Amid arrests and killings, Bangladesh and India must fight censorship | Arundhati Roy

On PEN International’s Day of the Imprisoned Writer, the Indian novelist addresses photographer Shahidul Alam, charged with criticising Bangladesh on Facebook

Dear Shahidul,

It’s been more than 100 days now since they took you away. Times aren’t easy in your country or in mine, so when we first heard that unknown men had abducted you from your home, we feared the worst. Were you going to be “encountered” (our word in India for extra-judicial murder by security forces) or killed by “non-state actors”? Would your body be found in an alley, or floating in some shallow pond on the outskirts of Dhaka? When your arrest was announced and you surfaced, alive, in a police station, our first reaction was one of sheer joy.

Am I really writing to you? Perhaps not. If I were, I wouldn’t need to say very much beyond: “Dearest Shahidul, no matter how lonely your prison cell, know that we have our eyes on you. We are looking out for you.”

If I were really writing to you I wouldn’t need to tell you how your work, your photographs and your words, have, over decades, inscribed a vivid map of humankind in our part of the world – its pain, its joy, its violence, its sorrow and desolation, its stupidity, its cruelty, its sheer, crazy complicatedness – on to our consciousness. Your work is made luminous as much by love as by a probing, questioning anger born of being a first-hand witness to what you have seen. Those who have imprisoned you have not remotely understood what it is you do. We can only hope, for their sakes, that some day they will.

Your arrest is meant as a warning to your fellow citizens: “If we can do this to Shahidul Alam, think of what we can do to the rest of you – all you nameless, faceless, ordinary people. Watch. And be afraid.”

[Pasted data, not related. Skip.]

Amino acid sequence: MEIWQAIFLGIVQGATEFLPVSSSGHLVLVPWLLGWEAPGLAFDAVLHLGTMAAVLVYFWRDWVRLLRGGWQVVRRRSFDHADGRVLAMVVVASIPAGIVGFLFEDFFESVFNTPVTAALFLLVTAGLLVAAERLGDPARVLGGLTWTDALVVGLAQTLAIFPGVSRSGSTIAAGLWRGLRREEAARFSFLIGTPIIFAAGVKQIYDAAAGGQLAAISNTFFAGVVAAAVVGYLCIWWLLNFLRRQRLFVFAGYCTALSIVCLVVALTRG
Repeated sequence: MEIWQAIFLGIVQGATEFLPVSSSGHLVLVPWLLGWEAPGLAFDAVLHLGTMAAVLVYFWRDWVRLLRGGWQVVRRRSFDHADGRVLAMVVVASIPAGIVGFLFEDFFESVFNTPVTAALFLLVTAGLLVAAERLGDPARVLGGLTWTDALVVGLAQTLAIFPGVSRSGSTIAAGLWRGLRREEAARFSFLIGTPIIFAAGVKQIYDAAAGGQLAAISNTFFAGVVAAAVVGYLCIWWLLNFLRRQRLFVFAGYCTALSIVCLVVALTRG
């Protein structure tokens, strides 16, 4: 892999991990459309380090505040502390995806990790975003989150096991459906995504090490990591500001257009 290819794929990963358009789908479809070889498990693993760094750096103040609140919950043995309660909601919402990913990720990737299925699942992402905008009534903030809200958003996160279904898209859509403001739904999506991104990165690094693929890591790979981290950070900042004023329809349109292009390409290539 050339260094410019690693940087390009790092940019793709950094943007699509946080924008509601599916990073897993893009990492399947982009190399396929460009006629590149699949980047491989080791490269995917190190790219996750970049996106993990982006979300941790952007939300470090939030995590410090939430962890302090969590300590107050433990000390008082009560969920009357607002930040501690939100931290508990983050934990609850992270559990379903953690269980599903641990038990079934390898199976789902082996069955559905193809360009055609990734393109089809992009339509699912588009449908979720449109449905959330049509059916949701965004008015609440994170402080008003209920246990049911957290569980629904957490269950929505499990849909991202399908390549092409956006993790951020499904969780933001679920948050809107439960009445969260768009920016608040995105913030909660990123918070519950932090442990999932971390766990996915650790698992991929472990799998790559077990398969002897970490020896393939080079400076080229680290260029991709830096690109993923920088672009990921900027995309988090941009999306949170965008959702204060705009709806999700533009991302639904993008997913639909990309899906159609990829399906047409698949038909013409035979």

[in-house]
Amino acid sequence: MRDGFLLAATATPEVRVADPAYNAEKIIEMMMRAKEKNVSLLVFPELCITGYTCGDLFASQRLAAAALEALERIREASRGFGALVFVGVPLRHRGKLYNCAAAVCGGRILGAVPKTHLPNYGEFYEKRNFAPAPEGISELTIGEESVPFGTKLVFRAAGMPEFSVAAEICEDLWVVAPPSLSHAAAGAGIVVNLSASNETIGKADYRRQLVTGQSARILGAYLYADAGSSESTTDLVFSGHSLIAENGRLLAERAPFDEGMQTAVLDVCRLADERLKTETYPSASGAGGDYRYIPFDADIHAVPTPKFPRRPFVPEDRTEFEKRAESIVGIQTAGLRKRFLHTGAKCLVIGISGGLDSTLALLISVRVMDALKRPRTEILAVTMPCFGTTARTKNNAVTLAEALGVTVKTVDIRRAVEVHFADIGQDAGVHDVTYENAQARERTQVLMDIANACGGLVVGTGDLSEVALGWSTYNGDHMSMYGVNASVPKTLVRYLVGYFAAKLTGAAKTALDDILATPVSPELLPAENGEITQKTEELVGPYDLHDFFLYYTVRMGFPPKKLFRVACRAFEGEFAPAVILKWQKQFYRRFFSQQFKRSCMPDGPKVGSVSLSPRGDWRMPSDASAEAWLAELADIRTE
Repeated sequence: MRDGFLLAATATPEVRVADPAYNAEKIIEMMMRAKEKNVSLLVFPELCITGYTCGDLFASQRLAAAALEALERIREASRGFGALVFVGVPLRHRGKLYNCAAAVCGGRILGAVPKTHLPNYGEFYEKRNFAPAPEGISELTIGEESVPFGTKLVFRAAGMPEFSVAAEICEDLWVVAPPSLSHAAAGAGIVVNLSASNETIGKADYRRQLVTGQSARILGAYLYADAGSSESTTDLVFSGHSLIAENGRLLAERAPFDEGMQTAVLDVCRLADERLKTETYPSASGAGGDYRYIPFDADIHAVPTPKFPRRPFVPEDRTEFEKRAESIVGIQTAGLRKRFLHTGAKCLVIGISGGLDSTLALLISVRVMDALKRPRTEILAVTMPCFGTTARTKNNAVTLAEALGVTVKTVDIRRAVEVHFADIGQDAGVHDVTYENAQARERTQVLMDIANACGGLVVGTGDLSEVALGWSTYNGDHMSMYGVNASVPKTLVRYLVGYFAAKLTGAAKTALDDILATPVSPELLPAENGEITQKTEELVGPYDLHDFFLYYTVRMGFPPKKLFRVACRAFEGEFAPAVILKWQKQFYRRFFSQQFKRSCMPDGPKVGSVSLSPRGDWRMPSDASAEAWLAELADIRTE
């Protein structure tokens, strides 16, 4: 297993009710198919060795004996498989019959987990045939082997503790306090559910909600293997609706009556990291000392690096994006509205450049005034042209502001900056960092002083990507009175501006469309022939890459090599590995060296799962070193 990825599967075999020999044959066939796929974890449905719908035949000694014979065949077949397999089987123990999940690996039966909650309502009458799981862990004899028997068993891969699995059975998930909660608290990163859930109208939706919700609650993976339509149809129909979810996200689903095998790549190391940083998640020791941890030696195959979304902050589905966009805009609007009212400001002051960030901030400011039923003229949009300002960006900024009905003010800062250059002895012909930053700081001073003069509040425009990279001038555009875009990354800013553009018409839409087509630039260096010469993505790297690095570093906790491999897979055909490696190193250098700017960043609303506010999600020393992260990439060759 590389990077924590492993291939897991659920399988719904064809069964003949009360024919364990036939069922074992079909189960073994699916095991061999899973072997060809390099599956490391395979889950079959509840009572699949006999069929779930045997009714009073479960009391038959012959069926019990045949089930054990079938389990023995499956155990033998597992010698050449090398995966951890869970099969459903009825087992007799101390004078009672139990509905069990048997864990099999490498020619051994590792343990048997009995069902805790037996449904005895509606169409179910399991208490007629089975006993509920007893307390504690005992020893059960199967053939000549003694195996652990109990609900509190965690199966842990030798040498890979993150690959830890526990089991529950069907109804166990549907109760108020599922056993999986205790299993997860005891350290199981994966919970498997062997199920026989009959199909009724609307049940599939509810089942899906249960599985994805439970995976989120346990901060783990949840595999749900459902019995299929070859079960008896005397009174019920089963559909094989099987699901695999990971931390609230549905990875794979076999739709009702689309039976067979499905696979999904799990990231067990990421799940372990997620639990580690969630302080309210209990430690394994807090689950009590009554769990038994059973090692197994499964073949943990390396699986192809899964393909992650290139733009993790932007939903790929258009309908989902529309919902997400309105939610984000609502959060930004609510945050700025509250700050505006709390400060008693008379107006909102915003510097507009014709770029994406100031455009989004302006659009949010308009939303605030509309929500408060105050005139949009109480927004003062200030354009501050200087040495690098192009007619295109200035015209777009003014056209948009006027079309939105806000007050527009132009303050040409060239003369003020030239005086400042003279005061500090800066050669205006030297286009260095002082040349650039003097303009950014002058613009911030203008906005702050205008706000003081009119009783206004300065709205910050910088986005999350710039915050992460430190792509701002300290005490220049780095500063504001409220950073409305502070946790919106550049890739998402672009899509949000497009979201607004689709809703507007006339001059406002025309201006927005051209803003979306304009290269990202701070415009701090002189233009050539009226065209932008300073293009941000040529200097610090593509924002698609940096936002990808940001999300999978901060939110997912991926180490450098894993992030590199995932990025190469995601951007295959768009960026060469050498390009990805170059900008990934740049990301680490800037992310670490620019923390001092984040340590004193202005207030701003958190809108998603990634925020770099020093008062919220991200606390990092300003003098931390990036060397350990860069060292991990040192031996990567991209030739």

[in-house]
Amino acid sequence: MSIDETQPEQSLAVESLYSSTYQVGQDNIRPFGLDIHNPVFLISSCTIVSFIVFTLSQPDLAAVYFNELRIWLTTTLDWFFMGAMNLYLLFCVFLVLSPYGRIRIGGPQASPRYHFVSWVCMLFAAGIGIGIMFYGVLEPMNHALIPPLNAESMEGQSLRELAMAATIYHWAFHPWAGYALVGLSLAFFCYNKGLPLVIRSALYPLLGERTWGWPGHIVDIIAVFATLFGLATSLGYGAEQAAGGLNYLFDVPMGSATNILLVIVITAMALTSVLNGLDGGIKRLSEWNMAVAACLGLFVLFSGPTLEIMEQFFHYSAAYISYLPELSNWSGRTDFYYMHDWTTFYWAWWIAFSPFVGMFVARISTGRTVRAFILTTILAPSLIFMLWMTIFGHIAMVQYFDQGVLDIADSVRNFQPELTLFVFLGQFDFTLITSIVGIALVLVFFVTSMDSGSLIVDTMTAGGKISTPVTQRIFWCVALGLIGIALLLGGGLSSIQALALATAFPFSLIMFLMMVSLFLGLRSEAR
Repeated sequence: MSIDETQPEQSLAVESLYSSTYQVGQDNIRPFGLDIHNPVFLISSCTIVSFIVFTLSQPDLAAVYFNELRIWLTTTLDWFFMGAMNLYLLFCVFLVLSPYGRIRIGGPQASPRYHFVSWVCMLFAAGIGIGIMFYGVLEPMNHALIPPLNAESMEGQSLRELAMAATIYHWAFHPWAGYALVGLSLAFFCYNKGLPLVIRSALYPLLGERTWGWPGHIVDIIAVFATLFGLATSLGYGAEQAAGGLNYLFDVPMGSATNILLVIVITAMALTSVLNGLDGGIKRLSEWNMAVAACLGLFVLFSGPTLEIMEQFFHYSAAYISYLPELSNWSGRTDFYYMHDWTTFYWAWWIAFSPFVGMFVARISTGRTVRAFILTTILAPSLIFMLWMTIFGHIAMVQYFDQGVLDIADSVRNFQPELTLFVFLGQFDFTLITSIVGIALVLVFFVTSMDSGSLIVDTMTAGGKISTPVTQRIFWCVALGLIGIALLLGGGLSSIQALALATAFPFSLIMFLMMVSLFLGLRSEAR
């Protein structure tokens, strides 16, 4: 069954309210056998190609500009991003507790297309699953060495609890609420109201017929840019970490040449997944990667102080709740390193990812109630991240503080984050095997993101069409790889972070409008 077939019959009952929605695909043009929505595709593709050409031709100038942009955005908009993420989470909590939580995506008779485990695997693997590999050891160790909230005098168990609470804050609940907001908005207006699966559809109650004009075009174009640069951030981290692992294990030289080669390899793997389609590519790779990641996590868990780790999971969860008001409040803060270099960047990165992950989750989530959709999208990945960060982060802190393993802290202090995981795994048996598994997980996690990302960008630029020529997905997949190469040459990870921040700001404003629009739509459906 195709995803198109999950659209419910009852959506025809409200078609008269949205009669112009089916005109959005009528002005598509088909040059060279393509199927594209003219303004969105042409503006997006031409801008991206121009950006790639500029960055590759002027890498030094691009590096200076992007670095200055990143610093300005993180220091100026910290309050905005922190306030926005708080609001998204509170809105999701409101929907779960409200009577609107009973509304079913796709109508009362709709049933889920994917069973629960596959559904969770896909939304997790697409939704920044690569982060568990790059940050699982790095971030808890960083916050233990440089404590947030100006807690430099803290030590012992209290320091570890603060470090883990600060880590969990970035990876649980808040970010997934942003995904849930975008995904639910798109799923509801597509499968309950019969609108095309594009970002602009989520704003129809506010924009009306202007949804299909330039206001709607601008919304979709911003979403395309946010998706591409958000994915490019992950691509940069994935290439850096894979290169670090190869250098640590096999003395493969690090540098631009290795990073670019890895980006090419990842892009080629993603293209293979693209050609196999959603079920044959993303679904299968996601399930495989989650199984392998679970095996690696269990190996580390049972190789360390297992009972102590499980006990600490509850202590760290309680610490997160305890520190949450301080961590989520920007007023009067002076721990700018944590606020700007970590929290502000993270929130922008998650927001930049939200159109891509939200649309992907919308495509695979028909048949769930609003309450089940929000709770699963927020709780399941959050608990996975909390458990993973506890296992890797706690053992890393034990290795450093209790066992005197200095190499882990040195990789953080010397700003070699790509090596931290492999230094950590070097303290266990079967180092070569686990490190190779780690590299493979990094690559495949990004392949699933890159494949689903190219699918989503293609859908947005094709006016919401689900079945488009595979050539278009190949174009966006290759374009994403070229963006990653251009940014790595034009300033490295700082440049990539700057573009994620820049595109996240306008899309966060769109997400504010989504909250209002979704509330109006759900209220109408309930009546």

The charge against you is that you have criticised your country in your (alleged) Facebook posts. You have been arrested under section 57 of Bangladesh’s infamous Information and Communications Technology (ICT) Act, which authorises “the prosecution of any person who publishes, in electronic form, material that is fake and obscene; defamatory; tends to deprave and corrupt its audience; causes or may cause deterioration in law and order; prejudices the image of the state or a person; or causes or may cause hurt to religious belief.”

What sort of law is this, this absurd, indiscriminate, catch-all, fishing trawler type of law? What place does it have in a country that calls itself a democracy? Who has the right to decide what the correct “image of the state” is, and should be? Is there only one legally approved and acceptable image of Bangladesh? Section 57 potentially criminalises all forms of speech except blatant sycophancy. It’s an attack, not on intellectuals, but on intelligence. We hear that over the past five years more than 1,200 journalists in Bangladesh have been charged under it, and that 400 trials are already under way.

In India, too, this sort of attack on our intelligence is becoming normalised. Our equivalent of Bangladesh’s ICT Act is the Unlawful Activities Prevention Act, under which hundreds of people, including students, activists, lawyers and academics, are being arrested in wave after wave. The cases against them, like the one against you, are flimsy and ludicrous. Even the police know that they are likely to be acquitted by higher courts. But the hope is that by then, their spirits will have been broken by years in prison. The process is the punishment.

So, as I write this letter to you, dear Shahidul, I am tempted to add, dear Sudha, dear Saibaba, dear Surendra, dear Shoma, dear Mahesh, dear Sudhir, dear Rona, dear Arun, dear Vernon, and also, dear Tariq, dear Aijaz, dear Aamir, dear Kopa, dear Kamla, dear Madavi, dear Maase, dear Raju, dear hundreds and hundreds of others.